Two oil company executives with personal and financial ties to Sen. Ted Stevens (R-Alaska) pleaded guilty to charges of bribery, extortion and tax fraud in federal district court in Anchorage, Alaska, on Monday and have agreed to help federal investigators in their case against a growing collection of Stevens’ associates, including former aides to the veteran lawmaker and his son, Ben.
As part of a plea deal with the Department of Justice, VECO Corp. CEO Bill Allen and Vice President Rick Smith pleaded guilty to providing more than $400,000 in illegal payments to Alaska public officials, according to the DOJ.
In a statement issued by his office Monday night, Sen. Stevens said, “I was surprised and saddened to learn of the recent developments in the ongoing federal investigation in Alaska. Like many Alaskans, I am finding out about these events from the media. The legal process will now continue. Consistent with my longstanding practice regarding matters of this sort, I will make no further comment.”
According to sources close to the investigation, DOJ’s Office of Public Integrity and the Sacramento U.S. attorney’s office have been investigating Stevens’ son — a former state Senator who served as the body’s president during his last term — and a group of other state lawmakers, dubbed the “Corrupt Bastards Club” by the local media, since early 2006.
While a state Senator, Stevens also worked as a paid consultant for VECO, the state’s major oil company, and a number of other energy and fishing industry concerns. The state has no restrictions on working for companies that may have business before the Legislature.
Allen is a longtime personal friend, business partner and campaign contributor to the elder Stevens. For instance, Stevens, Allen and Allen’s son, Mark, are part of a small consortium of eight men in Alaska who jointly own Alaska’s Great Eagle LLC, which owns “So Long Birdie,” a race horse.
Allen and his wife also have hosted numerous fundraising events for Stevens, as well as his fellow members of the Alaska delegation, Sen. Lisa Murkowski (R) and Rep. Don Young (R).
A preliminary review of campaign finance records shows Allen and other executives at VECO have made $206,900 in campaign contributions to the Alaska delegation, with more than $72,000 of that total going to Ted Stevens.
Earlier this year, federal investigators indicted former Fairbanks Alaska Mayor Jim Hayes and his wife, Chris, for allegedly embezzling $450,000 in federal grants to fund construction of the church where Hayes serves as pastor. Like Allen, Hayes is a longtime friend and political ally of the elder Stevens. Similarly, federal investigators are probing the activities of several other Stevens associates, including former aide Trevor McCabe, who also has been a business partner with Ben Stevens.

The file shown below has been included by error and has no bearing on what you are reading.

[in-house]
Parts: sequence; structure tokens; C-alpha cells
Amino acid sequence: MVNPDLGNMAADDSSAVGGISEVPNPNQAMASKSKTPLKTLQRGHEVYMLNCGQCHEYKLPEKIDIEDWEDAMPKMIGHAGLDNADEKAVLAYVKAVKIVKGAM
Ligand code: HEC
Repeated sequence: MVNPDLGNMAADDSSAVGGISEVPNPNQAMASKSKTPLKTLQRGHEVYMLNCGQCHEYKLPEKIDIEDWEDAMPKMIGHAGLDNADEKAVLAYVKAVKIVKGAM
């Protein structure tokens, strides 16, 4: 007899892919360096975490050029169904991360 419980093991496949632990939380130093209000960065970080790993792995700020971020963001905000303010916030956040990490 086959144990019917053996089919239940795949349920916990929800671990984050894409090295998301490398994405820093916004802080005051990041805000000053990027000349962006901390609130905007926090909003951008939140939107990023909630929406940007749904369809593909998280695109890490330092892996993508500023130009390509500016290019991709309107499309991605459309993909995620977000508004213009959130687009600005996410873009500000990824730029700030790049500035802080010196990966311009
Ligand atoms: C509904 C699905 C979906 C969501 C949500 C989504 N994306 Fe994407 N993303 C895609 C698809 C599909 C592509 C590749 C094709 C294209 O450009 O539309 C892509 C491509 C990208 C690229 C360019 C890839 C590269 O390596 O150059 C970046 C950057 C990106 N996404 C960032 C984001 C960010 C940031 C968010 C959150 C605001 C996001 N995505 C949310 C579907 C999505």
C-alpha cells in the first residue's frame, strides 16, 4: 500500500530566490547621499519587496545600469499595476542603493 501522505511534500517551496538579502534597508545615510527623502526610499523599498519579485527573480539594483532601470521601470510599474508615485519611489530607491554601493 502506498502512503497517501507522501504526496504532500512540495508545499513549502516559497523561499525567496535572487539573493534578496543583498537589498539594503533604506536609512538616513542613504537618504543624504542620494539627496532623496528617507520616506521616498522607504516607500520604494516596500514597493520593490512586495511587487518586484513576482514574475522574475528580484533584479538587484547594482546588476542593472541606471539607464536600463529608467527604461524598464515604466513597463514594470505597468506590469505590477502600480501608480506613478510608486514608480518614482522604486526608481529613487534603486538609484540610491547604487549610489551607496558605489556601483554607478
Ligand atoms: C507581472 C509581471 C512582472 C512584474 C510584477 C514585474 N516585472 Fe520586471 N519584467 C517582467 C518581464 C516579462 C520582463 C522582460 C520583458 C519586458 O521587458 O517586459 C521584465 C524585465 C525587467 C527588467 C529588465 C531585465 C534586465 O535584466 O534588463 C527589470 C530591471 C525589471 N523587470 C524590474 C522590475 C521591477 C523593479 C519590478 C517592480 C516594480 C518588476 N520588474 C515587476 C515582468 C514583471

Ben Stevens publicly has acknowledged receiving tens of thousands of dollars from VECO and other clients for consulting work, although a more detailed financial disclosure document filed with the state Legislature but not publicly released show he received significantly more than he has acknowledged in the past. That document was reviewed by Roll Call.
Last summer, federal investigators raided the homes and offices of VECO executives including Allen and Smith, as well as the homes and offices of Ben Stevens and other state lawmakers. Court documents filed at the time indicated that DOJ has focused its efforts in this phase of the investigation on state-level corruption, specifically looking at efforts by Ben Stevens and others to secure legislation favorable to VECO.
Although the pleading documents released Monday do not directly name Ben Stevens, he is clearly implicated. The filings point to a series of payments by VECO to a “Senator B” from 2002 to 2006.
According to the “Factual Basis For Plea” document filed on Monday against Allen, the VECO chief acknowledges that “from approximately January 2002 to August 30, 2006, during which time State Senator B was a member of the Alaska State Senate, ALLEN authorized VECO to continue to make monthly payments to the private company owned by State Senator B. Although ALLEN and VECO characterized these payments to State Senator B as being for consulting services, ALLEN acknowledges that in actuality the payments provided to State Senator B were in exchange for giving advice, lobbying colleagues, and taking official acts in matters before the legislature. Pursuant to this arrangement, VECO paid State Senator B a total of $243,250.”
The amount and timing of the individual payments — which range from a $43,750 payment in 2006 to a $57,000 payment in 2005 — are identical to payments Ben Stevens listed in his financial disclosure forms.
The documents also say State Senator B worked with another as-of-yet unnamed member of the Alaska Legislature implicated in the conspiracy to recruit other members to vote for VECO-backed bills in exchange for campaign contributions.
Update: May 8
As of press time, a spokesman for Sen. Ted Stevens (R-Alaska) did not respond to a request for comment. The statement released after press time has been added to the story.